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British army apologizes to troops fired by e-mail

(Reuters) / 15 February 2011

The British army apologised on Tuesday after nearly 40 long-serving soldiers were told by email that they were losing their jobs.

The 38 warrant officers, including one deployed in Afghanistan, were told their contracts would be cancelled because of defence cuts, the Sun newspaper said.

“It was out of the blue. We’re disgusted,” said one of the unnamed victims, who had completed five warzone tours.

“It’s not good — five tours of duty and sacked by email.”

Another victim was a Royal Tank Regiment veteran currently serving in Afghanistan, the newspaper said.

The Ministry of Defence’s budget of 36.9 billion pounds will be cut by 8 percent in real terms over the next four years as the government reins in a record peacetime budget deficit of about 10 percent of national output.

Army personnel will be cut by around 7,000 to 95,000 as part of the savings.

British media have reported that up to 100 trainee pilots would be dismissed by the Royal Air Force as other services start to rein in costs.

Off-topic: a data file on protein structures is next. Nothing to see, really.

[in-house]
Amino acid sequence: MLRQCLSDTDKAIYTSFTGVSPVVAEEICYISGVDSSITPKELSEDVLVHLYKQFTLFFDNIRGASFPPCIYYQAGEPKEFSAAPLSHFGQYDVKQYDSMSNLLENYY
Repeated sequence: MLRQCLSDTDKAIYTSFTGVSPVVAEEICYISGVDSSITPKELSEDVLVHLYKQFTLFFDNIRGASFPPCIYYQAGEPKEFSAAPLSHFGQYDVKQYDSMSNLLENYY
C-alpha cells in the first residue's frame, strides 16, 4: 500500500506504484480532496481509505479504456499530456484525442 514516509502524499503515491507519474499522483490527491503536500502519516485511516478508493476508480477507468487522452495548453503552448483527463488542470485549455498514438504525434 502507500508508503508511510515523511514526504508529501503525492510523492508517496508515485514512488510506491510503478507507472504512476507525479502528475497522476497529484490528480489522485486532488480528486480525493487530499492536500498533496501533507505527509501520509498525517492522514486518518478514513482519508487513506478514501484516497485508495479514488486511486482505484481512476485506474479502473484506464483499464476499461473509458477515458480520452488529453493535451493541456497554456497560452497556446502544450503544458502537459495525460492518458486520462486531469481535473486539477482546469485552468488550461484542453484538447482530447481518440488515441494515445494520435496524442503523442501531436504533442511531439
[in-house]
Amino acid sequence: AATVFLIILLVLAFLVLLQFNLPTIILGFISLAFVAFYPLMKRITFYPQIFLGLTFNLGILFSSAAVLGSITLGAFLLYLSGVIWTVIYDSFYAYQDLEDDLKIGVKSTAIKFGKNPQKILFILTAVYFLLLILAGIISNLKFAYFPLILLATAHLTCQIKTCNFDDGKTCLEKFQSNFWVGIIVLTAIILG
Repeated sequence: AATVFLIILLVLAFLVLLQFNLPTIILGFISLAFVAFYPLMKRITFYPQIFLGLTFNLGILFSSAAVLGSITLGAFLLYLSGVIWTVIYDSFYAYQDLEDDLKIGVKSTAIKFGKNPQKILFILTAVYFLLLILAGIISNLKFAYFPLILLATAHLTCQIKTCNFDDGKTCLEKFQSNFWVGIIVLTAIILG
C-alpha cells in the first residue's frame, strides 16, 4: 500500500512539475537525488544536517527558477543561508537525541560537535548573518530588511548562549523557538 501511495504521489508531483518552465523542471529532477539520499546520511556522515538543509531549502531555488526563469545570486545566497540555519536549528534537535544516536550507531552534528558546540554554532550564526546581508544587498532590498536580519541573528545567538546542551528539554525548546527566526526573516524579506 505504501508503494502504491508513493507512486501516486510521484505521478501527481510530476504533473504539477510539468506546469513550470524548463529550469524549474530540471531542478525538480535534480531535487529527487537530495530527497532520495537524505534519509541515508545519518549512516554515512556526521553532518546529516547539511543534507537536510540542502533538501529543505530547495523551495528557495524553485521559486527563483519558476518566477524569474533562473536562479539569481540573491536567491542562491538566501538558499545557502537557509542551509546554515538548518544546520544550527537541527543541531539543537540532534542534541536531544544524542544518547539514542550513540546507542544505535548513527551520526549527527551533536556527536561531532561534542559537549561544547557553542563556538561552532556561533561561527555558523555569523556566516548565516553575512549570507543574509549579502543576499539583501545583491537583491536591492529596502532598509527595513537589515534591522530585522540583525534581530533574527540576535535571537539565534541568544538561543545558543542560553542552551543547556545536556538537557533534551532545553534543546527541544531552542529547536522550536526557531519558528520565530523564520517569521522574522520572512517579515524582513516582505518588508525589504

The emails gave the soldiers 12 months’ notice, and the Ministry of Defence said they will receive help in training for civilian life.

“We apologise for the distress that this will have caused,” an army spokesman said in an email to news organisations.

“Commanding Officers have now spoken to the soldiers concerned to ensure that they receive all necessary advice and support.”

Jim Murphy, opposition Labour defence spokesman, said the sackings had been made in a “callous, cold-hearted, soulless way”.

“This is no way to treat men and women who have served their country fearlessly for so many years,” he told BBC radio.

“Sacking anyone by email is wrong, sacking our armed forces in this way is absolutely unforgivable.”

The warrant officers, who have each completed more than 22 years of duty, are on rolling contracts.

 

 
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